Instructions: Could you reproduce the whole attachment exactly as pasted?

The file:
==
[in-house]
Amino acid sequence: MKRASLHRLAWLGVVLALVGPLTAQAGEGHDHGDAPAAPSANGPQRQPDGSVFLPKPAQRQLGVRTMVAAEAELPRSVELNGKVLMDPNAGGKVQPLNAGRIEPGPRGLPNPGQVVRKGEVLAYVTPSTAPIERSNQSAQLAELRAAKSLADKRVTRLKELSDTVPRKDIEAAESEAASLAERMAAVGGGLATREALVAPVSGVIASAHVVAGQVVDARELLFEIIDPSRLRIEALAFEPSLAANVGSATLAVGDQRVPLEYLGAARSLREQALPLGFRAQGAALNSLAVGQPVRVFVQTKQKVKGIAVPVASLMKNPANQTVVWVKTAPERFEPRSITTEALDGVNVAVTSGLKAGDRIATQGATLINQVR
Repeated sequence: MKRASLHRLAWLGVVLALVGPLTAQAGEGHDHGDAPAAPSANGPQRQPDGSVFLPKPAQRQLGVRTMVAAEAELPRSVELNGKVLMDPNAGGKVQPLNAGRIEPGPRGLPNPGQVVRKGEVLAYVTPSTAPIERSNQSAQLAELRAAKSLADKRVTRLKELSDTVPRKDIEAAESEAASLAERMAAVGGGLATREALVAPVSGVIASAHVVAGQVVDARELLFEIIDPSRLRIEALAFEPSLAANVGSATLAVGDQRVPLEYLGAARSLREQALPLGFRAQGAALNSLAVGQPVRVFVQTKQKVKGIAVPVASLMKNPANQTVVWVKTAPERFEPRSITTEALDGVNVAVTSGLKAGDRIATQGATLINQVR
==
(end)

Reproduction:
[in-house]
Amino acid sequence: MKRASLHRLAWLGVVLALVGPLTAQAGEGHDHGDAPAAPSANGPQRQPDGSVFLPKPAQRQLGVRTMVAAEAELPRSVELNGKVLMDPNAGGKVQPLNAGRIEPGPRGLPNPGQVVRKGEVLAYVTPSTAPIERSNQSAQLAELRAAKSLADKRVTRLKELSDTVPRKDIEAAESEAASLAERMAAVGGGLATREALVAPVSGVIASAHVVAGQVVDARELLFEIIDPSRLRIEALAFEPSLAANVGSATLAVGDQRVPLEYLGAARSLREQALPLGFRAQGAALNSLAVGQPVRVFVQTKQKVKGIAVPVASLMKNPANQTVVWVKTAPERFEPRSITTEALDGVNVAVTSGLKAGDRIATQGATLINQVR
Repeated sequence: MKRASLHRLAWLGVVLALVGPLTAQAGEGHDHGDAPAAPSANGPQRQPDGSVFLPKPAQRQLGVRTMVAAEAELPRSVELNGKVLMDPNAGGKVQPLNAGRIEPGPRGLPNPGQVVRKGEVLAYVTPSTAPIERSNQSAQLAELRAAKSLADKRVTRLKELSDTVPRKDIEAAESEAASLAERMAAVGGGLATREALVAPVSGVIASAHVVAGQVVDARELLFEIIDPSRLRIEALAFEPSLAANVGSATLAVGDQRVPLEYLGAARSLREQALPLGFRAQGAALNSLAVGQPVRVFVQTKQKVKGIAVPVASLMKNPANQTVVWVKTAPERFEPRSITTEALDGVNVAVTSGLKAGDRIATQGATLINQVR